Wirth virtual technology (VR), we’ve come a long way from the days of clunky, overpriced peripherals and questionable eyesight issues. Specifically, VR has seen a tremendous resurgence over the past decade with both gamers and early adopters of consumer electronics.
With its slow yet steady integration into the mainstream, some advertisers and brands are scratching their heads as to how the technology can be better used to engage with consumers, while other brands, like Nike, are already riding the wave of VR success.
Regardless, the advertising world will eventually have to make room for VR in the near future, so here’s a few things publishers and marketers need to be aware of as the industry moves forward.
Virtual Reality in Modern Advertising
It’s no surprise that consumers are beyond frustrated with certain digital ads, like banners and pop ups, as they’re considered general nuisances of the online experience. VR’s ability to give consumers more of a choice when interacting with sponsored ad content is advantageous to brands considering making the transition.
Consequently, companies like Facebook, Google and others are leading the charge to make VR more accessible to the average consumer. VR-enabled videos are already a common occurrence on YouTube and 360-degree interactive videos dominate several news feeds, so what’s the hold up for advertisers and publishers?
The Ethical Issues of Virtual Reality
The flip side of VR that some technologists and users fear is the idea of desensitization—the inability to separate the real world from the VR one. Ongoing studies are in place to monitor and interpret the implications of prolonged VR use, so before we start assuming everyone’s going to be jacked into the Matrix, realize that there are no current (and hopefully future) applications that keep consumers immersed in the VR environment for extended periods of time.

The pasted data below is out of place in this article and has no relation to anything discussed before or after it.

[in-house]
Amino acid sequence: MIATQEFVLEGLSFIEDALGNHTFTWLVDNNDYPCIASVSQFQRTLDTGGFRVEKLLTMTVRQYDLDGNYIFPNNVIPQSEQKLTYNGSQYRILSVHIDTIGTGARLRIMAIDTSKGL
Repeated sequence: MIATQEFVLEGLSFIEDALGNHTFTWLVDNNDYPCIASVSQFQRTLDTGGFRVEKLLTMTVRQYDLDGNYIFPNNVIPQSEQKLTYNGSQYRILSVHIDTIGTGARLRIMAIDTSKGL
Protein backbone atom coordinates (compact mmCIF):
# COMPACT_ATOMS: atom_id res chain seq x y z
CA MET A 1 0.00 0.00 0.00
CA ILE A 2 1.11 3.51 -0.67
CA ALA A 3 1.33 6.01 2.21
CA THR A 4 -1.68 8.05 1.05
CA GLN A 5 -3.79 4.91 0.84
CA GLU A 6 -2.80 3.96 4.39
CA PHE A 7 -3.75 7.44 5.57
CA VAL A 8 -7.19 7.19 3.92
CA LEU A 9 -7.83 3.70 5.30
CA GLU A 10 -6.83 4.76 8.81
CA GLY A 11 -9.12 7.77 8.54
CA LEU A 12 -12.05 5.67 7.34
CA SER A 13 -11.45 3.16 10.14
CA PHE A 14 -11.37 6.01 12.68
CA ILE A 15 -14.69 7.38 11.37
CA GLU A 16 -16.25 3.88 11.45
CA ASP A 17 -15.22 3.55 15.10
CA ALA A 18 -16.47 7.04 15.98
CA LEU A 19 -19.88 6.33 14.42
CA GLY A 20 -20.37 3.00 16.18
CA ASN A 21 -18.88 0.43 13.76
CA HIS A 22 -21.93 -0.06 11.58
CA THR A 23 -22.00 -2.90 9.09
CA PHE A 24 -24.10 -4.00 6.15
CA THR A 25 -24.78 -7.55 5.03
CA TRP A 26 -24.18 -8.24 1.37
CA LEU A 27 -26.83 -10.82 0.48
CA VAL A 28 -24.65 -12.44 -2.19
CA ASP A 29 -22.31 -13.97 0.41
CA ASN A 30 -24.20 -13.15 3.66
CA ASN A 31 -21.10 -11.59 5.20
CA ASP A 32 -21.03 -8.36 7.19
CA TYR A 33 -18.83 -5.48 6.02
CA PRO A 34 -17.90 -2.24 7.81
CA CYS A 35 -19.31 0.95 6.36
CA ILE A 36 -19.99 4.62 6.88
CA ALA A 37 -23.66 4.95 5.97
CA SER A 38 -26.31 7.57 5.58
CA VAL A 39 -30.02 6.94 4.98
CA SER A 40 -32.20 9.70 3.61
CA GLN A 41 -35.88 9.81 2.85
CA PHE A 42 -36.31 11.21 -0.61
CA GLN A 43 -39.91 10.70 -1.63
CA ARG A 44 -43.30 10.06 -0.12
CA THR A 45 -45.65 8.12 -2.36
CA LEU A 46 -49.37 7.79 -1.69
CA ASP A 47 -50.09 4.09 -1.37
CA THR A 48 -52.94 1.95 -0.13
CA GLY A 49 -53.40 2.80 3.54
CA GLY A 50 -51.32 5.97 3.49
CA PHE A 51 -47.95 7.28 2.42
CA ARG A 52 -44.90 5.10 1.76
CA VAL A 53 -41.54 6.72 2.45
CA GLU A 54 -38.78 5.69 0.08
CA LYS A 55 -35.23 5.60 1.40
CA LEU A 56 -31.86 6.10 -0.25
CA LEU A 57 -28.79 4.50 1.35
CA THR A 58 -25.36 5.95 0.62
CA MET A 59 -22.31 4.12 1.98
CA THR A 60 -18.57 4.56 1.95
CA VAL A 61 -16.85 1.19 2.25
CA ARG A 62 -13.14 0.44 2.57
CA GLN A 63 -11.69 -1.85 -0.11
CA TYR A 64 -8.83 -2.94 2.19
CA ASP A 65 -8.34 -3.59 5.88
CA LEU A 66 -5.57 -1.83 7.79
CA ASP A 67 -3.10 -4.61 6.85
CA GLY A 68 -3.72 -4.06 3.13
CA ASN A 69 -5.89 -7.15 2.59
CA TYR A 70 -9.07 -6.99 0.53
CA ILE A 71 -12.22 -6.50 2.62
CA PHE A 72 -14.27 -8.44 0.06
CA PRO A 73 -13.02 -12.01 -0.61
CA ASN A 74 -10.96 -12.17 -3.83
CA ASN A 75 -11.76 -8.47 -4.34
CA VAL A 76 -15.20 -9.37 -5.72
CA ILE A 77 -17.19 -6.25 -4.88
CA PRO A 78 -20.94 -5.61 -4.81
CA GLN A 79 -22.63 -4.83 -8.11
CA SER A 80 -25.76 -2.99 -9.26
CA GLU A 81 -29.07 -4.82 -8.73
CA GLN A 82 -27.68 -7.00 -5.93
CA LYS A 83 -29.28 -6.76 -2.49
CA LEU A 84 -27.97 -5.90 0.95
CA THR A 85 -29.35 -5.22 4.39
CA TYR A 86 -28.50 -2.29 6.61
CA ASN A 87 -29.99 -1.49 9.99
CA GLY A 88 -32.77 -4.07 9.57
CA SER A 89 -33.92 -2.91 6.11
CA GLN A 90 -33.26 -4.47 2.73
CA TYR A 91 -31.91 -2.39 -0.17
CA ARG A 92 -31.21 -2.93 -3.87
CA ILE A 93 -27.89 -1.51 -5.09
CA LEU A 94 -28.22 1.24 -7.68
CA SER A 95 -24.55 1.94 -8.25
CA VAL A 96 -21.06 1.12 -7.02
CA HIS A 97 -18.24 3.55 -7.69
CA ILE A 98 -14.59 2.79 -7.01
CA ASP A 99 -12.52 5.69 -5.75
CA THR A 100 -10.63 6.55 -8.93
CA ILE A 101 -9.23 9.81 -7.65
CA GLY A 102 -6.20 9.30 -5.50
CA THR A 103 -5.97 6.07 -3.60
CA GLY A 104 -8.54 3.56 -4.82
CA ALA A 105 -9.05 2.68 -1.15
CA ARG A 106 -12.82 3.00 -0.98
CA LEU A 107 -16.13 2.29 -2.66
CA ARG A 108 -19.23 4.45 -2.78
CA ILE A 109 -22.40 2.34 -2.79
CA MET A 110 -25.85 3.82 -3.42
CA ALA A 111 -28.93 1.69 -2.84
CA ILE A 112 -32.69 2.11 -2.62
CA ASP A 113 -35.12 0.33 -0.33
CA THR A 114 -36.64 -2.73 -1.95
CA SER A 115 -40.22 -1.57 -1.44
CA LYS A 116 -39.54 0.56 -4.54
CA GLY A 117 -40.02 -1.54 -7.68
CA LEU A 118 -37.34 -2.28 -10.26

Another issue creeping up into the conversation at large is the movement to criminalize certain acts carried out against another within the virtual reality space. Granted, there are important legal and ethical issues that could come with the proliferation of VR, but again, they’re not immediate, outright concerns for both makers and users of the technology.
Ultimately, for every piece of revolutionary technology, there is an inherent dark side that can come when placed in not-so-great hands, so advertisers must do their due diligence to ensure VR is used safely, securely, and above all, ethically.
What’s Next for the Industry?
Much of VR’s potential success will rely on three factors: managing price points that are appealing to the consumer, leveraging device portability, and creating a practical, ease-of-use system.
All eyes will remain on VR, though, as the user base shifts to a younger demographic that isn’t nearly as technophobic and are willing to try new things, for longer, regardless of cost.